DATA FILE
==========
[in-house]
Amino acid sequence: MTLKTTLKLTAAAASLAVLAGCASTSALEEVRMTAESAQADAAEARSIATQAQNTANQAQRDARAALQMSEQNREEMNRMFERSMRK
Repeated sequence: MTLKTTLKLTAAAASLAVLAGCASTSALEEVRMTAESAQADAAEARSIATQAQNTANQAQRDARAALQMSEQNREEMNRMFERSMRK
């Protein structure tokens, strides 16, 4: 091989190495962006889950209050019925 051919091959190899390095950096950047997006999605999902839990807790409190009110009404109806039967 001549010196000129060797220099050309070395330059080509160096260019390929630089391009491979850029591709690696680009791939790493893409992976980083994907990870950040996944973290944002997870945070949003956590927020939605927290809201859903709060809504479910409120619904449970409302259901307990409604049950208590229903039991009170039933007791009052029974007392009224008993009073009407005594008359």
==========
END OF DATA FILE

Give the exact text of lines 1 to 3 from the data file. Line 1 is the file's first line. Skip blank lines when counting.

[in-house]
Amino acid sequence: MTLKTTLKLTAAAASLAVLAGCASTSALEEVRMTAESAQADAAEARSIATQAQNTANQAQRDARAALQMSEQNREEMNRMFERSMRK
Repeated sequence: MTLKTTLKLTAAAASLAVLAGCASTSALEEVRMTAESAQADAAEARSIATQAQNTANQAQRDARAALQMSEQNREEMNRMFERSMRK